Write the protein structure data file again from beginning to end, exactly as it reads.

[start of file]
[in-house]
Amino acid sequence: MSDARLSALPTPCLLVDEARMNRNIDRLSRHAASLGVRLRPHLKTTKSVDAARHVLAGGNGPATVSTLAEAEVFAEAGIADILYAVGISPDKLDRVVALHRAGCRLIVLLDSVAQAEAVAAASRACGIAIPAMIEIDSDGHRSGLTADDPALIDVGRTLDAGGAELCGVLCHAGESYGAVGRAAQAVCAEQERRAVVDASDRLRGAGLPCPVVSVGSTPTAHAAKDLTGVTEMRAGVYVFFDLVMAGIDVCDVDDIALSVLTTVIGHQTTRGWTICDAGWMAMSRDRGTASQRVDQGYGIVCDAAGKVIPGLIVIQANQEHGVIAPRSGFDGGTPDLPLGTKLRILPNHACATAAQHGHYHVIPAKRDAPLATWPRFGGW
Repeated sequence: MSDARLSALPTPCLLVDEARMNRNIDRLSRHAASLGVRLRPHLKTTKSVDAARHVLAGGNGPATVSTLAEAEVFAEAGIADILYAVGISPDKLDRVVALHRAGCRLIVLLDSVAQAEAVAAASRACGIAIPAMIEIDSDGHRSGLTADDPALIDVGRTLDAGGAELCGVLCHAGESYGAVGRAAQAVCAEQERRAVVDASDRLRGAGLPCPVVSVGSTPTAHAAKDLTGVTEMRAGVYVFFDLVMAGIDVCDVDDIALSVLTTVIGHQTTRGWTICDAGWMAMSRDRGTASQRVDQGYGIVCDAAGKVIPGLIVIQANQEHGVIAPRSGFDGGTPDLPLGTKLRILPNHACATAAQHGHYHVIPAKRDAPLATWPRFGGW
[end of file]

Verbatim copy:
[in-house]
Amino acid sequence: MSDARLSALPTPCLLVDEARMNRNIDRLSRHAASLGVRLRPHLKTTKSVDAARHVLAGGNGPATVSTLAEAEVFAEAGIADILYAVGISPDKLDRVVALHRAGCRLIVLLDSVAQAEAVAAASRACGIAIPAMIEIDSDGHRSGLTADDPALIDVGRTLDAGGAELCGVLCHAGESYGAVGRAAQAVCAEQERRAVVDASDRLRGAGLPCPVVSVGSTPTAHAAKDLTGVTEMRAGVYVFFDLVMAGIDVCDVDDIALSVLTTVIGHQTTRGWTICDAGWMAMSRDRGTASQRVDQGYGIVCDAAGKVIPGLIVIQANQEHGVIAPRSGFDGGTPDLPLGTKLRILPNHACATAAQHGHYHVIPAKRDAPLATWPRFGGW
Repeated sequence: MSDARLSALPTPCLLVDEARMNRNIDRLSRHAASLGVRLRPHLKTTKSVDAARHVLAGGNGPATVSTLAEAEVFAEAGIADILYAVGISPDKLDRVVALHRAGCRLIVLLDSVAQAEAVAAASRACGIAIPAMIEIDSDGHRSGLTADDPALIDVGRTLDAGGAELCGVLCHAGESYGAVGRAAQAVCAEQERRAVVDASDRLRGAGLPCPVVSVGSTPTAHAAKDLTGVTEMRAGVYVFFDLVMAGIDVCDVDDIALSVLTTVIGHQTTRGWTICDAGWMAMSRDRGTASQRVDQGYGIVCDAAGKVIPGLIVIQANQEHGVIAPRSGFDGGTPDLPLGTKLRILPNHACATAAQHGHYHVIPAKRDAPLATWPRFGGW